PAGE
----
[TOS] What makes a "good" open source project for Academic involvement?
Dr. Jody Paul
jody at acm.org
Mon Mar 5 22:32:34 UTC 2018
We've used a derivation of the *Project Evaluation* activity from the
A quick aside about a recent experience highlighting something to avoid (if
possible): an open source community with schisms, such as key developers
having strained relationships.
Several weeks ago, a team of students attempted to become involved in an
open source project that satisfied our criteria and had been previously
identified by others in the community as a good candidate for student
participation. However, students received peculiar responses to contacts
made with a key developer. Unbeknownst to us, the project was in the
aftermath of disagreements among key developers that resulted in a
non-harmonious split within the project. Fortunately, outreach to another
developer shed sufficient light on the current situation for us to decide
that switching to a different open source project was the best course of
action. We discussed this experience during a retrospective, resulting in
few viable solutions to identifying such situations earlier in the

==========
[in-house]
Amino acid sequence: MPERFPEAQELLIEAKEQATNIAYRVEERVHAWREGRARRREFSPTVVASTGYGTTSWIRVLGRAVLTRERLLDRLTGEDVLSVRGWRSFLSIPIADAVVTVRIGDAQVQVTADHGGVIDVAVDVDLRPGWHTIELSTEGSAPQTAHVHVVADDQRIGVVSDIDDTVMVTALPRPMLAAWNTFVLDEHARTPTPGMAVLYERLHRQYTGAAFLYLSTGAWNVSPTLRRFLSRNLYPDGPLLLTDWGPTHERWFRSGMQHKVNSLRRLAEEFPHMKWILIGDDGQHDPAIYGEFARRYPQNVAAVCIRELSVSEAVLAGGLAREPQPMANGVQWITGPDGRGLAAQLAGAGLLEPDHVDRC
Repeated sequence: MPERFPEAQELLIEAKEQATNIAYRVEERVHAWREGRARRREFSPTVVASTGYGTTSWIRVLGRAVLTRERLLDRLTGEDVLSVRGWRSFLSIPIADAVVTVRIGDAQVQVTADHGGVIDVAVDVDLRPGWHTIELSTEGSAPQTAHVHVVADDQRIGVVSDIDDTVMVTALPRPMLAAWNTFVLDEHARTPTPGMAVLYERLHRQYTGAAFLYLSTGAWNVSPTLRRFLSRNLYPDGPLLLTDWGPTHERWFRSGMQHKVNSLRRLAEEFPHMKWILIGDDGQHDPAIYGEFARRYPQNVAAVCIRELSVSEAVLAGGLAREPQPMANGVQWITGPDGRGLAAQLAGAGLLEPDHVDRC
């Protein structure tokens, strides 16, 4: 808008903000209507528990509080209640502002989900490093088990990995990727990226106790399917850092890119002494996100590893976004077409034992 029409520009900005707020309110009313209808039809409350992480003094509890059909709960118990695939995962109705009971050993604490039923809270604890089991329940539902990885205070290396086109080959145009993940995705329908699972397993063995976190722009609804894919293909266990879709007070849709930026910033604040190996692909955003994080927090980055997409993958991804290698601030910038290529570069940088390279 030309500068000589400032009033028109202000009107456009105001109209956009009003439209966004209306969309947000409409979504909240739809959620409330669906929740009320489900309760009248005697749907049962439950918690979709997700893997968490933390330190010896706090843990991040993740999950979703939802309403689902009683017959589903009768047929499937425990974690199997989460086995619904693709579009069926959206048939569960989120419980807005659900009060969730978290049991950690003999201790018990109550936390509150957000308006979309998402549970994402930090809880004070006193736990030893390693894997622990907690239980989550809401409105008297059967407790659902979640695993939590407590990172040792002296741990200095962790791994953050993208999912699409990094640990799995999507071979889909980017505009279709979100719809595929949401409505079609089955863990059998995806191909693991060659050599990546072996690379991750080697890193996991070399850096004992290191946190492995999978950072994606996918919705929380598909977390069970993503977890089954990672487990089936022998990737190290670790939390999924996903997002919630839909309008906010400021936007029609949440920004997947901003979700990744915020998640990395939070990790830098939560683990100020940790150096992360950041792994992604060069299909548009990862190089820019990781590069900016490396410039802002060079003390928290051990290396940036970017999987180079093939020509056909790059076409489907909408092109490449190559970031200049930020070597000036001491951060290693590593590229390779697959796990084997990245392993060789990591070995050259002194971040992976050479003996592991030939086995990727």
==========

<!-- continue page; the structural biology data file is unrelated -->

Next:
Wishing you the best,
Dr. Jody Paul
Department of Mathematical and Computer Sciences
Metropolitan State University of Denver
On Mon, Mar 5, 2018 at 1:00 PM, Tom Callaway <tcallawa at redhat.com> wrote:
> Obviously, no teacher, class, or academic institution are the same, but
> I'm curious to know what aspects of an open source community make it
> "good" for you to connect your students with it.
> Not looking to make a list of "good" communities, but rather, interested
> in hearing what things that they do that made them a "good" fit. Are
> there things that you wish open source communities would do more often
> (or at all) to help make them more student/academic friendly?
> I've got my own ideas here, but I'm interested in hearing this from an
> academic perspective first. :)
> Thanks in advance,
> tos mailing list
> tos at teachingopensource.org
> TOS website: http://teachingopensource.org/
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